Korn's 'Family Values' Tour Joins Summer Festivals

As Lilith and Warped plan '98 lineups, arena festival sets itself up as 'new kind of heaviness.'

Maybe it was his experience on last year's struggling Lollapalooza tour or his deep love of arena rock, but Korn singer Jonathan Davis and his band have decided it's time to give a boost to the ever-expanding roster of summer festival tours.

Having had enough of the annual summer-long tours he has played in or experienced in the past, Davis said the group is organizing one of its own: the new "Family Values" arena tour. "We've wanted to do this tour for two years," Davis said. "Because, with the exception of Ozzy [Osbourne's 'Ozzfest'], it seemed like all the other festivals sucked. Us (sic) and Tool were the only cool bands on Lollapalooza last year."

Aggro thrashers Korn will take a number of like-minded hard-rocking acts such as Limp Bizkit on the road for the "Family Values" arena tour, which will compete with the already-crowded summer package tours, including several well-established festivals: Lollapalooza, H.O.R.D.E. (Horizons of Rock Developing Everywhere), Warped and last summer's surprise shed-packers, hard-rock Ozzfest and the popular all-women rock-fest Lilith Fair. Korn dropped out of last summer's Lollapalooza after completing 14 of 33 scheduled dates after guitarist James "Munky" Schaffer was reported to be ill.

Despite the competition, Davis predicted "Family Values," whose name was chosen for its ironic appeal, would win over fans for several reasons: "It's indoors during the summertime, with air conditioning, for one. And this isn't the heavy-metal shit that got everybody in the trailer park out in full force for the Ozzfest. This is a new kind of heaviness."

"Family Values" will feature two stages, with the possibility of sideshow attractions to keep the audience interested between acts, tickets averaging $20 and a promise of no skate ramps, no villages and no jewelry booths. "There might be some piercing going on," said Korn's manager Jeff Kwatinetz, co-producer of the new "Family Values" tour, "but it won't be our doing."

"We're not really worried about all the competition," Kwatinetz said. "Because nothing out there really competes with us." Kwatinetz said the inaugural version of the tour -- which will feature Korn, Limp Bizkit, Orgy (the first band signed to Korn's new label, Elementary Records) and several other hard-rock alternative acts -- is organized under the principle of "bringing rock back to the arenas."

Last summer's biggest draw and most widely acclaimed tour, Sarah McLachlan's all-women Lilith festival -- which held a '98-preview performance in Palm Beach, Fla., last December -- has not yet announced the full lineup for this summer's fest, but the initial date's booking is promising.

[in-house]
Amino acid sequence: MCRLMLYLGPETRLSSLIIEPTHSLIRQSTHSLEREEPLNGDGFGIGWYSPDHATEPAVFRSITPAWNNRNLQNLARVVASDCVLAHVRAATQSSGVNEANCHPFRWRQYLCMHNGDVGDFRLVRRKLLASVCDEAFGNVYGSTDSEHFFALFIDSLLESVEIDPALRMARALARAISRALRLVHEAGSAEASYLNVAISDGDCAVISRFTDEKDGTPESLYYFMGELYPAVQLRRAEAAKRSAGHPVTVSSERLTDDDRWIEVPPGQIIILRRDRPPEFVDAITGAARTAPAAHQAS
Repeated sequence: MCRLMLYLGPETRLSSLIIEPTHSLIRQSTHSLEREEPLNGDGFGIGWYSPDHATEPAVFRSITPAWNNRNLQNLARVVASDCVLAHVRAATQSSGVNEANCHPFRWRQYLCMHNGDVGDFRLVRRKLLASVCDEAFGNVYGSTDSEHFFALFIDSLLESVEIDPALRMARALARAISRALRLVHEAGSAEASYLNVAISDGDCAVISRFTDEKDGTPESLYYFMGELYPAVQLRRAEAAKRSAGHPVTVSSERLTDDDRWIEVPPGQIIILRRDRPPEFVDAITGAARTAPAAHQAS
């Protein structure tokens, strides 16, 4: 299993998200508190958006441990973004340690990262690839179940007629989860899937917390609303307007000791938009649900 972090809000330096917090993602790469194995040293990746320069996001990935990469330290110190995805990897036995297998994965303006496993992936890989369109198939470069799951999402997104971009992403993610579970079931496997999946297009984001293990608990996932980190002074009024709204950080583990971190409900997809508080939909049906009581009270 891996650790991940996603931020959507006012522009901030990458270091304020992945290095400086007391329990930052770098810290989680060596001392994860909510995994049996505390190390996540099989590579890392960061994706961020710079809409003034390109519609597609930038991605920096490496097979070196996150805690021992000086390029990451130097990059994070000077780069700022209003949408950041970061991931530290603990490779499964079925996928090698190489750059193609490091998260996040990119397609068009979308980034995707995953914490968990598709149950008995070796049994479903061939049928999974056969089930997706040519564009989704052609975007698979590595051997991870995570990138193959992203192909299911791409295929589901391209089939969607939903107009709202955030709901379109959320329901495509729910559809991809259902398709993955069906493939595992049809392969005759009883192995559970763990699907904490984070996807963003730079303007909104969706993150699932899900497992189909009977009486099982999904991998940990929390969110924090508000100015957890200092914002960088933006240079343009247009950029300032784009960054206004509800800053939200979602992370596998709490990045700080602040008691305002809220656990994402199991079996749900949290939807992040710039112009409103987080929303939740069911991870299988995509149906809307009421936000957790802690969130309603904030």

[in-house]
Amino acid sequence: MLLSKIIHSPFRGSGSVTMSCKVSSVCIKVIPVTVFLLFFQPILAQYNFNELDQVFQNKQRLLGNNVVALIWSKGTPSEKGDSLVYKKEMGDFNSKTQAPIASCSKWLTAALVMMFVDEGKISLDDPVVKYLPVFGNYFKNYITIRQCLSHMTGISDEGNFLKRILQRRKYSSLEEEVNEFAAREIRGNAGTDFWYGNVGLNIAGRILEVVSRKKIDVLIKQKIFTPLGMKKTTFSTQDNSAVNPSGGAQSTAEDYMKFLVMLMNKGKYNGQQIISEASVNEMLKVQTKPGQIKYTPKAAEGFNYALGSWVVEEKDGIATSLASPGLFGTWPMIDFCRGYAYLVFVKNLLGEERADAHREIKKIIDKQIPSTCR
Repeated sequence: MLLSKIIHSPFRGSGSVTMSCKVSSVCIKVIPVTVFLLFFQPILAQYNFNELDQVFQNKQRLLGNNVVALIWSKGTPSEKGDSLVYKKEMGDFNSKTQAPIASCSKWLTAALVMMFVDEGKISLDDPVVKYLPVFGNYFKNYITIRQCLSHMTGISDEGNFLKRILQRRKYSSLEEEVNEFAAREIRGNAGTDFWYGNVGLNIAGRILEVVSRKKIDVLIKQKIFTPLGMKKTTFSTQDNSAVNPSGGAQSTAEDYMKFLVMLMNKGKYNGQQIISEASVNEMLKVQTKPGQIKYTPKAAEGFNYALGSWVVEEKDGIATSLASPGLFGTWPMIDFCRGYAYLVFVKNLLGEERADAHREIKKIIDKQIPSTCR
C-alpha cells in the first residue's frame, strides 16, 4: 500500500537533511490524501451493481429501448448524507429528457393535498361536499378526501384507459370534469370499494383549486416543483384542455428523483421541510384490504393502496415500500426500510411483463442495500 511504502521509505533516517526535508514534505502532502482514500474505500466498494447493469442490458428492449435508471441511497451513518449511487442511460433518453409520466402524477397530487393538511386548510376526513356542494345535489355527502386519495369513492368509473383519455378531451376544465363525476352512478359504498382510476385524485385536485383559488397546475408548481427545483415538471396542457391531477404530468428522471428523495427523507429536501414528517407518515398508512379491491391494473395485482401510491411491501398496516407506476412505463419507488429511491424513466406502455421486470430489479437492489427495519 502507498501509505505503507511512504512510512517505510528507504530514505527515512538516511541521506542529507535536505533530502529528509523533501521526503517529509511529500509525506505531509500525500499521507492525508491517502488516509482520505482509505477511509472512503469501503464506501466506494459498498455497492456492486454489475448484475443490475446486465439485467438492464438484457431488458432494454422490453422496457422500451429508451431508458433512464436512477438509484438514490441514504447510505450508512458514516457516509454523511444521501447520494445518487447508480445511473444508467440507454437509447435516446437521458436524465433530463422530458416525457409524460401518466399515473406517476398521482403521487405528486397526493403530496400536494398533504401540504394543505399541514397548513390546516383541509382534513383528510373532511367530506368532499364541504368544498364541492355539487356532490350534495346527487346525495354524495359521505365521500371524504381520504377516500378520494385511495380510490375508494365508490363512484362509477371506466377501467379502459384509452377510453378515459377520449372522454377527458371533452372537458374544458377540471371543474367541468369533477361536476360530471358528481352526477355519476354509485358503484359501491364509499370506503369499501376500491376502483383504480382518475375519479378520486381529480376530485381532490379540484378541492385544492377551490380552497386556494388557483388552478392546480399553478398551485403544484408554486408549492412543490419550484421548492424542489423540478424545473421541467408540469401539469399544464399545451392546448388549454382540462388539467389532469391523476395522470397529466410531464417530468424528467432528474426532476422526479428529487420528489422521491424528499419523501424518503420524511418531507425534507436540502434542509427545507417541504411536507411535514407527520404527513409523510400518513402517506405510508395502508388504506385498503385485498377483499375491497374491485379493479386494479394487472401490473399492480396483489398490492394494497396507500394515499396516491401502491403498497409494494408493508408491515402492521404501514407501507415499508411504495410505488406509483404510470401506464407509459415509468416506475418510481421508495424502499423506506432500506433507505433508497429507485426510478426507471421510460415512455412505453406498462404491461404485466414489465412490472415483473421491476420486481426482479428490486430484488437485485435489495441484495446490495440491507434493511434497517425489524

Already onboard for the opening date (June 19) at Portland, Ore.'s Portland Meadows are McLachlan, former 10,000 Maniacs singer Natalie Merchant, folk-rockers the Indigo Girls, R&B high priestess Erykah Badu and Irish songstress Sinead O'Connor, with Tara MacLean and K's Choice on the second stage. More acts will be announced shortly.

The Vans-sponsored Warped skate/punk tour is slated, so far, to feature headliners Rancid, Bad Religion, NOFX and Germany's Die Toten Hosen. Although rumors have circulated for months that a reunited X might also be joining that bill, that has not been confirmed. "They've definitely talked to them about doing a few dates of Warped," said Mike Rouse, road manager for X's two February reunion dates. "But nothing has been decided yet." The tour, which this year branched out for first-ever dates in Australia, New Zealand, Japan and Hawaii, is slated to bring its punk and extreme-sports mix to Europe following this summer's tour.

After a somewhat disappointing go last summer due to an unfocused lineup topped by rock legend Neil Young, H.O.R.D.E. founders Blues Traveler will return to the festival's top spot along with blues-rocker Ben Harper and Canada's Barenaked Ladies, who will also be along for the whole tour.

"We're going to try and get back to having some continuity for the whole tour on the main stage," tour director Heidi Kelso said. "Although we were thrilled to have artists like Beck along for a string of dates, we like having the bands out for the whole time if we can. It's nice to let the bands and crews spend enough time together so that they get to know each other." With more acts to be announced shortly, Kelso said H.O.R.D.E. will kick off around July 10 and play approximately 30 dates through Labor Day weekend.

Also returning is the Furthur Fest, organized by former members of the now-defunct Grateful Dead. The promoter of the tour, John Scher, recently told the Dead's publicist, Dennis McNally, that the tour would look to re-emphasize its Grateful Dead roots, McNally said. Already confirmed for the tour are former Dead members Bob Weir and Mickey Hart and the band's on-again, off-again touring partner, pianoman Bruce Hornsby.

Meanwhile, the third annual Tibetan Freedom Concert is set to take place in Washington, D.C., at an unconfirmed venue on June 13 and 14. Pioneering punk-rappers the Beastie Boys, whose founding member Adam Yauch has organized this massive consciousness-raising event since the first show in San Francisco in 1996, are scheduled to be playing again.

No information on the Ozzfest or the granddaddy of summer tours, Lollapalooza, was available at press time.

Also joining the fray this season is country superstar George Strait, who will headline the inaugural George Strait Chevy Truck Country Music Festival. The 18-date stadium tour will have two stages, with the main stage featuring Tim McGraw, John Michael Montgomery, Faith Hill, Lee Ann Womack, Lila McCann and Asleep at the Wheel. There also will be a second stage with up-and-coming country talent, and a vending area called "Straitland" will be set up at each stop. [Wed., Feb. 4, 1998, 9 a.m. PST]